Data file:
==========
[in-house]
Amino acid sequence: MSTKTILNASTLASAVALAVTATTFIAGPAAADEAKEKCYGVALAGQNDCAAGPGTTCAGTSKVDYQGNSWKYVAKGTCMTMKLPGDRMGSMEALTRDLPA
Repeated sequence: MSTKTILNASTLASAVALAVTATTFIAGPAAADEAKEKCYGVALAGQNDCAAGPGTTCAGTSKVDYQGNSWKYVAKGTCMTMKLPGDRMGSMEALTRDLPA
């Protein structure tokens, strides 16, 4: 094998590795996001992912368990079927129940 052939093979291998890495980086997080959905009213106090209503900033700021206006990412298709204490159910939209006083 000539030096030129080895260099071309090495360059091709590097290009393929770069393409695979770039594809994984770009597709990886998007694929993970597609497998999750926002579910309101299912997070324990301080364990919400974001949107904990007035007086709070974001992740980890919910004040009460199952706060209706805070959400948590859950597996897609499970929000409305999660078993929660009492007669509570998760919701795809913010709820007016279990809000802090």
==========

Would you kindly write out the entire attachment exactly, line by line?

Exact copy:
[in-house]
Amino acid sequence: MSTKTILNASTLASAVALAVTATTFIAGPAAADEAKEKCYGVALAGQNDCAAGPGTTCAGTSKVDYQGNSWKYVAKGTCMTMKLPGDRMGSMEALTRDLPA
Repeated sequence: MSTKTILNASTLASAVALAVTATTFIAGPAAADEAKEKCYGVALAGQNDCAAGPGTTCAGTSKVDYQGNSWKYVAKGTCMTMKLPGDRMGSMEALTRDLPA
């Protein structure tokens, strides 16, 4: 094998590795996001992912368990079927129940 052939093979291998890495980086997080959905009213106090209503900033700021206006990412298709204490159910939209006083 000539030096030129080895260099071309090495360059091709590097290009393929770069393409695979770039594809994984770009597709990886998007694929993970597609497998999750926002579910309101299912997070324990301080364990919400974001949107904990007035007086709070974001992740980890919910004040009460199952706060209706805070959400948590859950597996897609499970929000409305999660078993929660009492007669509570998760919701795809913010709820007016279990809000802090």